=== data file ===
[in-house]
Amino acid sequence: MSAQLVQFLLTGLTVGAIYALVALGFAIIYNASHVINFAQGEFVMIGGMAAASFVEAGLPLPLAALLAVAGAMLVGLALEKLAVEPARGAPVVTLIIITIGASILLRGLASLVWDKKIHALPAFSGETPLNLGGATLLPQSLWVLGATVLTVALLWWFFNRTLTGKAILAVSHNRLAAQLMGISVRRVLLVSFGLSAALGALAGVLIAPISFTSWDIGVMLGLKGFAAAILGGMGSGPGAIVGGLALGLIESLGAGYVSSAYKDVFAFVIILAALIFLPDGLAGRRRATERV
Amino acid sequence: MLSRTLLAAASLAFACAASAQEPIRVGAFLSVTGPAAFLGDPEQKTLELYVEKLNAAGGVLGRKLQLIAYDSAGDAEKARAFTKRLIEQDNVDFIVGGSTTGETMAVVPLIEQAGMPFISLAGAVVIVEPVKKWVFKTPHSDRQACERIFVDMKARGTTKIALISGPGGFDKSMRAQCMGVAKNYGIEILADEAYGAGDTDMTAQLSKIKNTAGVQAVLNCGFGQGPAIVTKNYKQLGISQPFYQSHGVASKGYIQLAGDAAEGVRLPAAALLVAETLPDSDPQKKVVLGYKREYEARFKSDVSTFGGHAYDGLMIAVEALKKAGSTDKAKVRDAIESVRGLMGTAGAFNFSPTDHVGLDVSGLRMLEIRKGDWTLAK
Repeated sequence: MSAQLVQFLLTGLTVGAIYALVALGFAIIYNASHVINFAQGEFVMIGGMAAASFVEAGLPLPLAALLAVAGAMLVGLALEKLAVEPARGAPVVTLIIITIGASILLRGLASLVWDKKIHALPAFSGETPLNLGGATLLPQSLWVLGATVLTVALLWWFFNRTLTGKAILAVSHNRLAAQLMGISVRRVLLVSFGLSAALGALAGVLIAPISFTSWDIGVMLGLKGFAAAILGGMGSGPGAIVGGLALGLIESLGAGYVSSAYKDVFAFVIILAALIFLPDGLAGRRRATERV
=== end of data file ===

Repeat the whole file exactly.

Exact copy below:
[in-house]
Amino acid sequence: MSAQLVQFLLTGLTVGAIYALVALGFAIIYNASHVINFAQGEFVMIGGMAAASFVEAGLPLPLAALLAVAGAMLVGLALEKLAVEPARGAPVVTLIIITIGASILLRGLASLVWDKKIHALPAFSGETPLNLGGATLLPQSLWVLGATVLTVALLWWFFNRTLTGKAILAVSHNRLAAQLMGISVRRVLLVSFGLSAALGALAGVLIAPISFTSWDIGVMLGLKGFAAAILGGMGSGPGAIVGGLALGLIESLGAGYVSSAYKDVFAFVIILAALIFLPDGLAGRRRATERV
Amino acid sequence: MLSRTLLAAASLAFACAASAQEPIRVGAFLSVTGPAAFLGDPEQKTLELYVEKLNAAGGVLGRKLQLIAYDSAGDAEKARAFTKRLIEQDNVDFIVGGSTTGETMAVVPLIEQAGMPFISLAGAVVIVEPVKKWVFKTPHSDRQACERIFVDMKARGTTKIALISGPGGFDKSMRAQCMGVAKNYGIEILADEAYGAGDTDMTAQLSKIKNTAGVQAVLNCGFGQGPAIVTKNYKQLGISQPFYQSHGVASKGYIQLAGDAAEGVRLPAAALLVAETLPDSDPQKKVVLGYKREYEARFKSDVSTFGGHAYDGLMIAVEALKKAGSTDKAKVRDAIESVRGLMGTAGAFNFSPTDHVGLDVSGLRMLEIRKGDWTLAK
Repeated sequence: MSAQLVQFLLTGLTVGAIYALVALGFAIIYNASHVINFAQGEFVMIGGMAAASFVEAGLPLPLAALLAVAGAMLVGLALEKLAVEPARGAPVVTLIIITIGASILLRGLASLVWDKKIHALPAFSGETPLNLGGATLLPQSLWVLGATVLTVALLWWFFNRTLTGKAILAVSHNRLAAQLMGISVRRVLLVSFGLSAALGALAGVLIAPISFTSWDIGVMLGLKGFAAAILGGMGSGPGAIVGGLALGLIESLGAGYVSSAYKDVFAFVIILAALIFLPDGLAGRRRATERV